Environment, Development and Sustainability

, Volume 17, Issue 6, pp 1267–1285 | Cite as

The paradox of the sustainable city: definitions and examples

  • Abbas M. Hassan
  • Hyowon LeeEmail author


It is well known that sustainability has become a much needed target, especially considering the recent rapid urban sprawl and the subsequent exacerbation of social, environmental, and economic problems. Thus, many studies have been conducted to define sustainability and the sustainable city. However, many of these definitions suggest a range of contradictions, implying that the achievement of sustainability is elusive. The problem lies in setting unreasonable definitions of sustainability and in the various contradictions to these definitions, making sustainability seemingly unattainable. Hence, some models of cities are emerging that are labeled as sustainable cities; among these are the “zero-carbon city” and the “ubiquitous eco-city” (“U-eco-city”). This study reviews the history and definitions of sustainability, in order to acknowledge the contradictions inherent in these concepts. It also briefly presents the compact city, the zero-carbon eco-city, and the U-eco-city by determining their individual pros and cons and highlighting where there are any conflicts with the principles of sustainability. The aim of the study was to adjust the use of sustainability as a terminology in the field of urban sustainable development and to demonstrate the extent to which we use marketing names for eco-cities without compliance with sustainable dimensions. The study will also discuss the key sustainability pillar required for a project to be kept sustainable. The study concludes that the use of the term “sustainable city” may limit the potential for further enhancing sustainability in future projects; using the term “transition toward the sustainable city” may be more accurate and more effective. The results show that reducing energy consumption through efficient use, and relying on renewable energies, will be the keys to reaching urban sustainability. The study also finds that recent tyranny in the name of ecology will not result in real sustainability. Although the free eco-city and the u-eco-city are considered advanced models, their limitations are related more to the economic and social aspects than to the compact city, which clearly reflected the pillars of sustainability, despite its being an outdated model.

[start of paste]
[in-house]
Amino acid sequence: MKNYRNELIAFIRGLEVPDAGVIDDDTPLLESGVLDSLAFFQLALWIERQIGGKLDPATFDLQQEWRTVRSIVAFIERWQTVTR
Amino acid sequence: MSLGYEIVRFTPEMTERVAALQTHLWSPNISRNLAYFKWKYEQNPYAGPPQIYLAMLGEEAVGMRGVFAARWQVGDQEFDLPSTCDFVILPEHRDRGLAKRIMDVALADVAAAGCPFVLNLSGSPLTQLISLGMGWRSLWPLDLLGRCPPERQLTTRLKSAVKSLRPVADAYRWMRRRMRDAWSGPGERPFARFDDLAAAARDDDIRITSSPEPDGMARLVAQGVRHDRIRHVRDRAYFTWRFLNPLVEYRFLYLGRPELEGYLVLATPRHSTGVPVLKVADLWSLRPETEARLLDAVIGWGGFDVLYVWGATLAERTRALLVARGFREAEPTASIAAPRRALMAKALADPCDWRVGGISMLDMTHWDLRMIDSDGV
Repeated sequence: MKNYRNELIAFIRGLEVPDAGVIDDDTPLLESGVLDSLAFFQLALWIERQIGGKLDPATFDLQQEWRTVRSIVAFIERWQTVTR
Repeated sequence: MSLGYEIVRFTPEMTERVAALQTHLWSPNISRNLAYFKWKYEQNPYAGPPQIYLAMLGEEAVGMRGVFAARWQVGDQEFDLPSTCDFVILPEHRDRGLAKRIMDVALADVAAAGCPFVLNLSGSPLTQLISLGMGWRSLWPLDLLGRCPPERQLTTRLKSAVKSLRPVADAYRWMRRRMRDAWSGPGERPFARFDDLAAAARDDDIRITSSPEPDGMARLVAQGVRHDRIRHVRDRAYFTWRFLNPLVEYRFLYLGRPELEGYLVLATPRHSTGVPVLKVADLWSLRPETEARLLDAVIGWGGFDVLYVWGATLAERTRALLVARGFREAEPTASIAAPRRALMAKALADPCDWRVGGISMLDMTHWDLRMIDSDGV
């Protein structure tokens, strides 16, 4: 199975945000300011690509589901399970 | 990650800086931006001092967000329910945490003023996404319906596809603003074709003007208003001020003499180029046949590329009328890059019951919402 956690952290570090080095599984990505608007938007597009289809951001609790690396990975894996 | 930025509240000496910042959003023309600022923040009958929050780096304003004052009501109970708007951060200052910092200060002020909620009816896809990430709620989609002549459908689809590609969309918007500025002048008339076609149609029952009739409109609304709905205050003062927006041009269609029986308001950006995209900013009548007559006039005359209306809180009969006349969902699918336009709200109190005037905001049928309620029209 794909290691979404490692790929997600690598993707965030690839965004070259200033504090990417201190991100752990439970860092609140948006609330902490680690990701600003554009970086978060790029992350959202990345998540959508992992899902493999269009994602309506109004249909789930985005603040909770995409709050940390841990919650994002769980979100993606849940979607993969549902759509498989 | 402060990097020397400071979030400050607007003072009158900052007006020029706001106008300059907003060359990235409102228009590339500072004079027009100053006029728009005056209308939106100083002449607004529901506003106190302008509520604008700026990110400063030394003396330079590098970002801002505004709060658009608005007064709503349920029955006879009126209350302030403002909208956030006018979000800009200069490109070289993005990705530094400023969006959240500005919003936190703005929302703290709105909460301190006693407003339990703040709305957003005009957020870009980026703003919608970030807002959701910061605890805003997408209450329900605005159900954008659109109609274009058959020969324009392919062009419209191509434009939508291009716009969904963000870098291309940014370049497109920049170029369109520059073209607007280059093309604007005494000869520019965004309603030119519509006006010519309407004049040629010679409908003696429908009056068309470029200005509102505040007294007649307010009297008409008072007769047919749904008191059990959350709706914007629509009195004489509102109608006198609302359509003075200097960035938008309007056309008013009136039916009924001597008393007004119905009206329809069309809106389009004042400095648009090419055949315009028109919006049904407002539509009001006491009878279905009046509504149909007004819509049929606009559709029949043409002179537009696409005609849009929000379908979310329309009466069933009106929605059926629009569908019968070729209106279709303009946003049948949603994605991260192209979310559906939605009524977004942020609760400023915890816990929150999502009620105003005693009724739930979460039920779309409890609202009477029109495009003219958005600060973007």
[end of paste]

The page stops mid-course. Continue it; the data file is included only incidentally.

Sustainable city Transition into sustainability Zero-carbon city Compact city Ubiquitous eco-city 



This research was supported by a Grant (14RDRP-B076574-01-000000) from Regional Development Research Program funded by Ministry of Land, Infrastructure and Transport of Korean government.

Conflict of interest



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Copyright information

© Springer Science+Business Media Dordrecht 2014

Authors and Affiliations

  1. 1.School of ArchitectureChonnam National UniversityGwangjuRepublic of Korea
  2. 2.Department of Architecture, Faculty of EngineeringAl-Azhar UniversityQenaEgypt

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